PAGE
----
With the addition of new concentration programs in Latinx theology and ecology, Yale Divinity School is making an effort to bring an age-old discipline into the 21st century.
Yale Divinity School announced in December the addition of two new concentrations to its Master of Arts in Religion Concentrated Program: Latinx and Latin American Christianity and religion and ecology. The school’s Concentrated Program is a two-year curriculum that allows students to pursue in-depth work in a specific discipline of theological study. These two new concentration programs, which debut next academic year, emerged from the school’s efforts to increase faculty and student diversity as well as to encourage environmental consciousness throughout its campus.
“These are [master’s of arts in religion] that are relevant to the intellectual desires and goals of many young people,” said Dax Crocker DIV ’17, one of the students who has been lobbying for a concentration in Latin American Christianity for the past two years.
Headed by professor of Latino/a Christianity Erika Helgen GRD ’15 and visiting professor Benjamin Valentin — two of the seven new faculty appointments at the Divinity School this year — the Latinx and Latin American Christianity program focuses on the expanding and increasingly diverse forms of Latinx Christianity in Latin America and the United States.
According to Helgen, the establishment of this program recognizes that Christianity today is increasingly centered in the Global South and Latin America.
Helgen said this specific concentration also intends to promote diversity within the future student body. The creation of a diverse faculty and student body has been a major focus of the Divinity School, especially in the past year as a result of the five-year, $50 million University-wide faculty diversity initiative announced in 2015. Last spring, the Divinity School made seven new appointments to their faculty, the majority of whom are from racial or ethnic groups typically underrepresented in higher theological studies. Furthermore, 36 percent of the incoming students in the 2016-17 school year came from underrepresented groups, the most in the school’s history.
With the Latinx and Latin American Christianity concentration, the administration hopes to attract and recruit more minority students, especially Latinx students.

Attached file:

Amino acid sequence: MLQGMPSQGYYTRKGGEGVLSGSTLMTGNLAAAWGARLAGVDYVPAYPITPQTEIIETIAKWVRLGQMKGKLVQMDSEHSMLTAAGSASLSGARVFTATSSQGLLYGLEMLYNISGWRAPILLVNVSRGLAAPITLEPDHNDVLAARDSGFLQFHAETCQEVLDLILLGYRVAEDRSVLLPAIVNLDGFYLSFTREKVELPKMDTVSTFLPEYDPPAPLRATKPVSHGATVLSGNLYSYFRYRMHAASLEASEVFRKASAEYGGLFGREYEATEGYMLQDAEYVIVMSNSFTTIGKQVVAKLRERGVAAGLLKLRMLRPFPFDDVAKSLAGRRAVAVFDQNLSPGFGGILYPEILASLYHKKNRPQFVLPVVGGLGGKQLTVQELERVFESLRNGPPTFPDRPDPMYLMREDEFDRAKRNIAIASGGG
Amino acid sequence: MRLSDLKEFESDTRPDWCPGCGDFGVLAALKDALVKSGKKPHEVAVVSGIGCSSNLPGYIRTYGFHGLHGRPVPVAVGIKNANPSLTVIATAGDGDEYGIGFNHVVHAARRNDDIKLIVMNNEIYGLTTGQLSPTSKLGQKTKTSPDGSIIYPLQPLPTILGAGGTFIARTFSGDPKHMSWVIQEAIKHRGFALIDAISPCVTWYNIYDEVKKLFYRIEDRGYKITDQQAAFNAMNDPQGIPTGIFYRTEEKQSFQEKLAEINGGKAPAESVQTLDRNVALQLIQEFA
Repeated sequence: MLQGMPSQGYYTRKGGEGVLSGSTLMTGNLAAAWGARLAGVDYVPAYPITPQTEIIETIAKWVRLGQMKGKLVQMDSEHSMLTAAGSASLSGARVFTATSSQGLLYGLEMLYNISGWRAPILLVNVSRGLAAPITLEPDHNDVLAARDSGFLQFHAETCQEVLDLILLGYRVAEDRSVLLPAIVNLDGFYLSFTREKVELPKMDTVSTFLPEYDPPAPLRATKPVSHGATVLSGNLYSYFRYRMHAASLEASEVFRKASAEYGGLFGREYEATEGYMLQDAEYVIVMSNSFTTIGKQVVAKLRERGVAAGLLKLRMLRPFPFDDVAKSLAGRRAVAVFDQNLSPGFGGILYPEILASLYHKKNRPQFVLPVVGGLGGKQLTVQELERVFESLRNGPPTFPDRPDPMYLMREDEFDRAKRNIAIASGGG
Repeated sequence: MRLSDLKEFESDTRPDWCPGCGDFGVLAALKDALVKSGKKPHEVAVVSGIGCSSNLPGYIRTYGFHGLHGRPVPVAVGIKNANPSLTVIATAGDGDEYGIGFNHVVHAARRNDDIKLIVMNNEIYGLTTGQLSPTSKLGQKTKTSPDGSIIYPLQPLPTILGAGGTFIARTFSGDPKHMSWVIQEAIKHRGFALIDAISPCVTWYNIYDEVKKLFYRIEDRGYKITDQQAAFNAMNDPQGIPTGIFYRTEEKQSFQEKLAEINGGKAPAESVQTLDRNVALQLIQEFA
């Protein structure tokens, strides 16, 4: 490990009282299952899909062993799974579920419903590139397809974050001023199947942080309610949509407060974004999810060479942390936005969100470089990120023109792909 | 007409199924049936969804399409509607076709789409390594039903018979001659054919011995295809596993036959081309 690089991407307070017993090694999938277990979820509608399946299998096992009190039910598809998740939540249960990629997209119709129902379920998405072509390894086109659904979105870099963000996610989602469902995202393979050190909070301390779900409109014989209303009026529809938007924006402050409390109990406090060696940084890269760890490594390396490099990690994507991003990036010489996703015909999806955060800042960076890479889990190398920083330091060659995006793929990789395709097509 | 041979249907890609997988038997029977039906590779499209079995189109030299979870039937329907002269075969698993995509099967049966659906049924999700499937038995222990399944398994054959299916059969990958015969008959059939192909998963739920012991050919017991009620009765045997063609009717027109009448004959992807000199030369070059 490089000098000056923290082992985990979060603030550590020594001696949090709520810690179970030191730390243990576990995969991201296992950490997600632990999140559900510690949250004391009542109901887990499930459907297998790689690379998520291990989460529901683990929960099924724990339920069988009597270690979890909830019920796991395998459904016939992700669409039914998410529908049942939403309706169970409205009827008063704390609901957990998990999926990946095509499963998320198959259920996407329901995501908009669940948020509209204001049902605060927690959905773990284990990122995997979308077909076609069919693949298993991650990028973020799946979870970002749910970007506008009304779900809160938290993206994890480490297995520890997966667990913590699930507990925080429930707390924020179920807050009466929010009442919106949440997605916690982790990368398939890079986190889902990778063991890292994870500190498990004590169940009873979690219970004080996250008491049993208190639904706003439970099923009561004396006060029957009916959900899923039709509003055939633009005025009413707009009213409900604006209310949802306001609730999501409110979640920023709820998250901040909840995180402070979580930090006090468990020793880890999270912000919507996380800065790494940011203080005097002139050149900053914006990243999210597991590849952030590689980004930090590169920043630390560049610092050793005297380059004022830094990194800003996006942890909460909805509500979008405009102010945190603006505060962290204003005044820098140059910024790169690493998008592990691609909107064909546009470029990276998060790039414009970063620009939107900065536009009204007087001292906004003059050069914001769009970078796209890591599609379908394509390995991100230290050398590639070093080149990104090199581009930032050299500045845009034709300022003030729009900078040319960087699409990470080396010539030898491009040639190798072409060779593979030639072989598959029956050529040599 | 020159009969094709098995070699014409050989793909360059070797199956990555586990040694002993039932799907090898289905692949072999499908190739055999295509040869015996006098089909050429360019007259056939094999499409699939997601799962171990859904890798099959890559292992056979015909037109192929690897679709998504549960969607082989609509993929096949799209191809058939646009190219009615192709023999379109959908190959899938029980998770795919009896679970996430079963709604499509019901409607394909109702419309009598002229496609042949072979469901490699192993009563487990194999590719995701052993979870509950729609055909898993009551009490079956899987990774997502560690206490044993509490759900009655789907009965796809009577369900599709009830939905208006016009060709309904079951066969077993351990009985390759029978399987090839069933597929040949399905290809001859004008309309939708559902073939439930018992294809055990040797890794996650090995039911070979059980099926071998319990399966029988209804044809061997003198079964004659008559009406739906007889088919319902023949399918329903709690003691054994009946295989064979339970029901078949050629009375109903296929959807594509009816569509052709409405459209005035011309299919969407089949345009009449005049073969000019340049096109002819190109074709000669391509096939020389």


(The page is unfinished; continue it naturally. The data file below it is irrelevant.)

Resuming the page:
“Naturally, there is a group of young Latino and Latina who are looking for graduate studies in theology that speaks to their culture, their ethnic roots,” Crocker said. “They want to find God in the color of their skin and the music that their culture celebrates. They want to find God in their language.”
Crocker, who has been involved in both pushing for the school to implement the new program and recruiting the new heads, said administration was “open-minded” and “accommodating” to students’ requests. It immediately contacted scholars to ask for professional opinions about the new concentrations and started a nationwide search for scholars in Latinx studies, Crocker said.
Part of the impetus for the creation of the religion and ecology concentration also came from student interest in the topic, said Peter Wyrsch DIV ’17, secretary of the student government and a co-chair of the school’s Faith and Environment Working Group. The group seeks to increase awareness within the Divinity School community about new ecological initiatives the school could implement, both academically and administratively.
Wyrsch added that a great deal of the drive for the new concentration came from the work of senior lecturers in religion and ecology John Grim and Mary Tucker, who have worked in the field for decades and in recent years have collaborated with the School of Forestry and Environmental Studies.
“We have scholars here in liturgical theology who have long been concerned with the nexus of religion and ecology and equipping our students to deal with it in churches and NGOs and all the places our students go after graduation.” said Carolyn Sharp, acting associate dean of academic affairs and professor of Hebrew scriptures.
According to Sharpe, interest for the new programs has already been growing: the school’s admissions office has received applications for these concentrations, and some current master of arts in religion students are trying to transfer to one of the new concentrations.
Since the deadline for applications is Feb. 8, Associate Dean of Admissions and Financial Aid Vernice Randall DIV ’11wrote in an email to the News that it is far too early to make any quantitative predictions about this application cycle.
“What we’re working on and what is going to come out of these new concentrations is going to be a strengthening of what YDS is good at — really academically sound theological inquiry,” Wyrsch said
Current concentrations in the master of arts in religion program include Asian religions, black religion in the African diaspora and ethics.